Picking up a surfboard and giving it a go can be intimidating on a beach like Playa Grande. For this reason, we’d recommend a surf lesson through one of the local surf shops to get your bearings.
We have done a lesson, and Jenn and Sam (age 6) both got up on the board! Read about this fun experience in our post, Family-Friendly Surf Lessons in Playa Grande.
Las Baulas National Marine Park
One special feature of Playa Grande is the national park that is incorporated into the community.
Parque Nacional Marino Las Baulas (Las Baulas National Marine Park) protects 171 square km (66 square miles) of marine zone in and around Tamarindo Bay. It also protects 7.7 square km (3 square miles) of land. The protected zones include the beaches of Playa Grande, Playa Ventanas, Playa Carbon, and Playa Langosta. Also included are mangroves and estuaries.
Wildlife within the park includes tropical fish, rays, corals, and much more. On land and in the estuaries, you can find lizards, snakes, tropical birds, crocodiles, and monkeys.
One thing that Las Baulas National Marine Park is specifically known for is turtle watching. In the past, the beach has been an important nesting ground for leatherback sea turtles. Tours were previously offered through the ranger station in town. However, because the number of turtles visiting the beach has diminished over the years, tours are no longer offered. The likelihood of encountering them is just too slim.
To give an example, in 2020, there were only four leatherbacks observed during the egg-laying season (October to March). This was followed by only two turtles in 2021.
The good news, though, is that when we talked to the rangers in early January 2022, six turtles had already been seen laying eggs. We can only hope that this trend continues and the number of leatherbacks visiting rebounds.
Turtle-watching tours are still possible in the area if you are set on it. Nearby beaches have other species of turtles that visit them. A list of official guides and their contact information is posted at the ranger station in Playa Grande.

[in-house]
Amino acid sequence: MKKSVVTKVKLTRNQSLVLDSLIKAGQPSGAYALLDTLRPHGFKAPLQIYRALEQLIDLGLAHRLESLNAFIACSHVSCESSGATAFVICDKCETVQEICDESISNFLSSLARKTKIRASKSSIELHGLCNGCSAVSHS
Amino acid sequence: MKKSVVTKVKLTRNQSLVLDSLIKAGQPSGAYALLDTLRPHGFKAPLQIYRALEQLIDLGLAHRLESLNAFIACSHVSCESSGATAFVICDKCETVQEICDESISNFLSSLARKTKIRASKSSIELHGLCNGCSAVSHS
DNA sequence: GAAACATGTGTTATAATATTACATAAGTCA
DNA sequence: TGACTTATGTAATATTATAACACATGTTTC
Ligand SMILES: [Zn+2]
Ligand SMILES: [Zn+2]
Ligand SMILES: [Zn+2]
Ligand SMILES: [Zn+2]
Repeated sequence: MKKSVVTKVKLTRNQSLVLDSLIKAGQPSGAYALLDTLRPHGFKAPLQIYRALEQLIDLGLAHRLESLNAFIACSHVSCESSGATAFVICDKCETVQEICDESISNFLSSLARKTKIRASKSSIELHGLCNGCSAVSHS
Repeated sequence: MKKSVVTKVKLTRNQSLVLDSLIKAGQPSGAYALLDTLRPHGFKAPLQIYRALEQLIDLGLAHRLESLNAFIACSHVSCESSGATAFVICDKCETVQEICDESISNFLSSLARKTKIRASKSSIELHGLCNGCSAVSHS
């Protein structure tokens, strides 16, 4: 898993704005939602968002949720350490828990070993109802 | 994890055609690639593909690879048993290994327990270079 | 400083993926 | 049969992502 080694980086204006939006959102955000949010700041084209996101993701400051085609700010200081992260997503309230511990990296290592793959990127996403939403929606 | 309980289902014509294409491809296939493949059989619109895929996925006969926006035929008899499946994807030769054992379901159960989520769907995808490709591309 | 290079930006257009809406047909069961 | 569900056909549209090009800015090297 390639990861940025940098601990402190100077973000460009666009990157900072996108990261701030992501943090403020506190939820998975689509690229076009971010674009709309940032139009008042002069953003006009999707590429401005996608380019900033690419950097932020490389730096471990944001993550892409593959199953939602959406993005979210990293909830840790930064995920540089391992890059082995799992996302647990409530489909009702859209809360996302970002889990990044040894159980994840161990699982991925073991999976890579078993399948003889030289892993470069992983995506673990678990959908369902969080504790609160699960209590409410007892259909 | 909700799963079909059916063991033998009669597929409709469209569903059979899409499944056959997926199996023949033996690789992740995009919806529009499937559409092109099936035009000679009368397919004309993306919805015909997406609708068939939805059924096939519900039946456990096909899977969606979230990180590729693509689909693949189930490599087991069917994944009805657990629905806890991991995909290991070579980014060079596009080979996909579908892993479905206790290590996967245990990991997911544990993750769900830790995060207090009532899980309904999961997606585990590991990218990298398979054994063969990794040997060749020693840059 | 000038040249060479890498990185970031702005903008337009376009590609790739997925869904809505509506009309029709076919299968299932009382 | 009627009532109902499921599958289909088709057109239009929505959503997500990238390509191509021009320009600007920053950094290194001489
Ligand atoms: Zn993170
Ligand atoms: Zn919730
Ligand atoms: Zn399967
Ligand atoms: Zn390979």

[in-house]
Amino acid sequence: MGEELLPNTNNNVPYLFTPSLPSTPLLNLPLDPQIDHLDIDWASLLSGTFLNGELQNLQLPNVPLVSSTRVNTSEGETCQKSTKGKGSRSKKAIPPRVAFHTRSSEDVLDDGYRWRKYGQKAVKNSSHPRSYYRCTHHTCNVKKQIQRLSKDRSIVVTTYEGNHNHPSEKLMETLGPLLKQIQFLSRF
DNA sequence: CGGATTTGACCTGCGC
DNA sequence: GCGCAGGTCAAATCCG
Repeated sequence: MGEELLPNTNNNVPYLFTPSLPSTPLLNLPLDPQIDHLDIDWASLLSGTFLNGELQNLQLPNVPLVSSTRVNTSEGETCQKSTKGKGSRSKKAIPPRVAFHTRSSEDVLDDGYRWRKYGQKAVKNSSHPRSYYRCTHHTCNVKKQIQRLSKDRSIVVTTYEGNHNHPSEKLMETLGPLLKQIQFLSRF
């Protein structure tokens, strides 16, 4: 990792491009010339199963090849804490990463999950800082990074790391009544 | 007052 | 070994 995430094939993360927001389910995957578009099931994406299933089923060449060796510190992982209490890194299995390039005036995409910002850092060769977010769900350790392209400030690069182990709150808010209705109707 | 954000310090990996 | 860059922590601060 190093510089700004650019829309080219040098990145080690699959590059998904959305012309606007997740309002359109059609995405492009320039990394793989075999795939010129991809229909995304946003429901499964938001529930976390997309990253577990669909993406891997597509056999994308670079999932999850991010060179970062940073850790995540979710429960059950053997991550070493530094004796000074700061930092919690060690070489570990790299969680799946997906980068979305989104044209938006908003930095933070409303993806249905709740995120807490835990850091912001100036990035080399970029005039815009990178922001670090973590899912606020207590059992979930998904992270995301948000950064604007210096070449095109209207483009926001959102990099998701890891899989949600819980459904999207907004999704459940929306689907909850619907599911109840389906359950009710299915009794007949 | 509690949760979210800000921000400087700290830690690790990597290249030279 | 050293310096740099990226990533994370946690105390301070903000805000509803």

For an activity off the beach, get out on the local hardcourts and play some tennis. Community Tennis is right off the main road in Playa Grande. They rent courts and rackets by the hour. They also offer lessons with a certified tennis pro.
Restaurants in Playa Grande
Even though Playa Grande is a small town, it still has a nice selection of restaurants.
Pots and Bowls
This patio-style restaurant offers a laid-back atmosphere and healthy, refreshing food. Cold-pressed juices, smoothies, and coffees are served alongside a bowl menu with many vegetarian, vegan, and gluten-free options. Breakfast is served all day, including waffles and pancakes, which our kids loved. Pots and Bowls is open for breakfast, lunch, and dinner. You can find their menu here.
Upstairs at the RipJack Inn
The RipJack has been a mainstay in Playa Grande for years, established in 2004. Named for the owner’s two dogs, Ripley and Jack, this hotel also has a restaurant that is a popular place to meet up for sunset drinks or dinner. Breakfast and lunch are also served. The varied menu offers everything from burgers, salads, and fish dishes to ribs, pasta, and poke bowls. Kid options like mac and cheese are also available.
This small Peruvian restaurant offers a handful of flavorful dishes. The menu changes weekly and can be found on Instagram. Our family of four shared five dishes and absolutely loved the variety. The favorites were the shrimp with citrus and yucca, and the red snapper stew with lentils and corn.
El Huerto is another landmark in Playa Grande. This busy restaurant has been around since 1998. They serve up steaks, pastas, and some fish options. Honestly, we have never tried that part of the menu because we’ve always been drawn in by the pizzas. They are cooked in a special woodfired oven, crispy and full of flavor. Open daily for lunch and dinner. Here is a link to their website with the menu.
Las Olas Brewery